The 2022 ALS User Meeting Awards were presented on Monday, August 15, 2022.
The David A. Shirley Award for Outstanding Scientific Achievement at the ALS went to Jinghua Guo, “for pioneering the development of in situ/operando soft x-ray spectroscopy for energy, catalysis, and chemical science.” Read more…
David Shirley was a Professor of Chemistry at UC Berkeley and Director of LBNL from 1980 to 1989, and was instrumental in having the Advanced Light Source built.
The Klaus Halbach Award for Innovative Instrumentation at the ALS was awarded to Valeriy Yashchuk, “for his contribution to the development of a precision surface measurement technology critical for advanced x-ray optical systems.”
Klaus Halbach was a senior staff scientist at LBNL who pioneered the development of undulators using permanent magnets, and other innovations in accelerator physics. Even though he retired from LBNL in 1991, he remained active in lab projects and student training until his death in 2000.
The Tim Renner User Services Award for Outstanding Support to the ALS User Community was awarded to Kevan Anderson on behalf of the Beamline Controls Group, “for broad expertise in control systems and software development, and professional judgment and decision-making, which have greatly contributed to the research and development program of the Advanced Light Source.”
Tim Renner was a beamline scientist at the ALS who died at an early age, and who during his career touched everyone that knew him with his caring attitude to others and his larger-than-life personality. This award recognizes the services of others across the ALS organization who, like Tim, have made outstanding contributions to the ALS User Community.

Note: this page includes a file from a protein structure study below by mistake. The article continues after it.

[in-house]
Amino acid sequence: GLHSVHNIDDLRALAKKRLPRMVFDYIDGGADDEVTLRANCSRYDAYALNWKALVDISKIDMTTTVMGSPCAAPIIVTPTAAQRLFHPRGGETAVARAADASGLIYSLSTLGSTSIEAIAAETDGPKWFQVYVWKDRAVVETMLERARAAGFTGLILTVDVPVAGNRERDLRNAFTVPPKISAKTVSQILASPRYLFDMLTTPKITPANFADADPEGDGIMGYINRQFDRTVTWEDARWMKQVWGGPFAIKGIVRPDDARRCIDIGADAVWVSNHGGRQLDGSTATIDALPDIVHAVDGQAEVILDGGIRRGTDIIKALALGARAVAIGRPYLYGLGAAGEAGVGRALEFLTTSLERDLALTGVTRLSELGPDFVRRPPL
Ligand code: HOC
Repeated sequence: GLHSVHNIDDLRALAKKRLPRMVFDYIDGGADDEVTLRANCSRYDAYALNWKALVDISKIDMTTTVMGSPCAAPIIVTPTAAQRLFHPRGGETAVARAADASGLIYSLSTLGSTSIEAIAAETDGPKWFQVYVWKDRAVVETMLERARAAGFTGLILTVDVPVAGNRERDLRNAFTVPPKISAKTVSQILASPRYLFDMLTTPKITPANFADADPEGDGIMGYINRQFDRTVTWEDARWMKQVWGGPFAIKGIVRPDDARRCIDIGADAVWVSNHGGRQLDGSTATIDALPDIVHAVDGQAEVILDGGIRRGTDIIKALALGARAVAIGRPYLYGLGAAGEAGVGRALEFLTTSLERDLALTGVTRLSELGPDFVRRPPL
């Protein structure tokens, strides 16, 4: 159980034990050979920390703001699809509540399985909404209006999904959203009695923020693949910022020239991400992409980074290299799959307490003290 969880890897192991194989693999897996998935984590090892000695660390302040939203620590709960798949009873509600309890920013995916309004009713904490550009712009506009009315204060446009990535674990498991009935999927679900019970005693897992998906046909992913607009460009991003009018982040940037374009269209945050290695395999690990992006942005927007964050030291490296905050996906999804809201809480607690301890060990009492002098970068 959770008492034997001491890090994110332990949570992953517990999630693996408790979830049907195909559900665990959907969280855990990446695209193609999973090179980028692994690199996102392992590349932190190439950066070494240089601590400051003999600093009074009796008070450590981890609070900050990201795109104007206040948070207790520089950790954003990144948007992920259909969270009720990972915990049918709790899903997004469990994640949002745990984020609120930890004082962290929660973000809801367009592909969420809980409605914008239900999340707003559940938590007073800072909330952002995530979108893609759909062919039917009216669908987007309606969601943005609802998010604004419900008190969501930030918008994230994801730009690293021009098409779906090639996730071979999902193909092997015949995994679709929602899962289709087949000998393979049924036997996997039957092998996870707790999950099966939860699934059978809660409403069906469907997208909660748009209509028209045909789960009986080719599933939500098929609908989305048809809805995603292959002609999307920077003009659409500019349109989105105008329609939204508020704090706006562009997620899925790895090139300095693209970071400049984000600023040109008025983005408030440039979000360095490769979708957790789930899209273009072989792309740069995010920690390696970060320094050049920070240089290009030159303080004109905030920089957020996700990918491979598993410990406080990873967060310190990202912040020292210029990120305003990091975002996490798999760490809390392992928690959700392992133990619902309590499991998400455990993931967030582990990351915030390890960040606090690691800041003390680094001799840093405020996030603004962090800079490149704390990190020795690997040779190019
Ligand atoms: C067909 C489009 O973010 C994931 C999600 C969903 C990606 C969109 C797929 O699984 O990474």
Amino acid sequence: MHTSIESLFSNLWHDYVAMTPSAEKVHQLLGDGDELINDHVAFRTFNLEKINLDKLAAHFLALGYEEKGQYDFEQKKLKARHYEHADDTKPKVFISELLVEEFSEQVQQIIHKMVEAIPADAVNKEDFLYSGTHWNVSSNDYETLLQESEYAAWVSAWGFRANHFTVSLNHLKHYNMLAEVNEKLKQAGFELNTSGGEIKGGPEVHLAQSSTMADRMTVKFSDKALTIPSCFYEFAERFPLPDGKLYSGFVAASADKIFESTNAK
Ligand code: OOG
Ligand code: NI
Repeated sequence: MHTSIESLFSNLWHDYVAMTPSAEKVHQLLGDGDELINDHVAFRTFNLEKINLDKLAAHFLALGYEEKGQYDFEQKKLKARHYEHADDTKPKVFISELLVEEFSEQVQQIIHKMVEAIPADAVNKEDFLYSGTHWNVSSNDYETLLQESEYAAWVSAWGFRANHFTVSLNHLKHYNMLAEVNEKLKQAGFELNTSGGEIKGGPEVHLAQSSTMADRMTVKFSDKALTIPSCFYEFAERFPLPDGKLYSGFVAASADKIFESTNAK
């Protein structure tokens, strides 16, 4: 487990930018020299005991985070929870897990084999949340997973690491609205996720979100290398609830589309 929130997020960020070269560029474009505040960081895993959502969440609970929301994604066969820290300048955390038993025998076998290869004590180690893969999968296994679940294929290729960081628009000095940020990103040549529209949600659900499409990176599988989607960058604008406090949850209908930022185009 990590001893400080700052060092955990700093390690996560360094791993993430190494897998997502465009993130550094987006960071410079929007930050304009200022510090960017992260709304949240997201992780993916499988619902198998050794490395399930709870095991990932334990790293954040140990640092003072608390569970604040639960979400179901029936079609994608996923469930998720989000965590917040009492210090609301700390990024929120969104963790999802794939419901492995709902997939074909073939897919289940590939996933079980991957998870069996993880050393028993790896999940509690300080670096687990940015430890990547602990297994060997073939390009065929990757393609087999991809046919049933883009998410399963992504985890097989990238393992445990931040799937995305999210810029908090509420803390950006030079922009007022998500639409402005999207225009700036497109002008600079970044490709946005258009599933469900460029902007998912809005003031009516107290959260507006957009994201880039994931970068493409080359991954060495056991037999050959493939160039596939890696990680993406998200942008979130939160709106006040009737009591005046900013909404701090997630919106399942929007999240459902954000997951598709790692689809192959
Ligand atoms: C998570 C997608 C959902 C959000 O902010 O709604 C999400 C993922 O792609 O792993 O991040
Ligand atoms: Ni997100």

Student Poster Awards
The Neville Smith Student Poster Award, First Prize, went to Quinn Carvalho (Oregon State University) for “Relating selective electrochemical nitrate reduction to electronic structure by AP-XPS.” Second place went to Lindsey Mack (UC Davis) for “Analysis of the Aedes aegypti gonotrophic cycle using synchrotron x-ray microcomputed tomography” and third place went to Alauna Wheeler (UC Merced) for “Wide-angle x-ray scattering (WAXS) to investigate effects of e-cigarette chemical additives on lung surfactant structure.”
Neville Smith was the Scientific Director for the ALS from 1994 until his death in 2006. He was known not only for his scientific expertise, particularly in photoemission spectroscopy, but also for his wicked wit. As a great supporter of young scientists, his contribution is acknowledged by the naming of the Student Poster Award in his honor, beginning in 2014.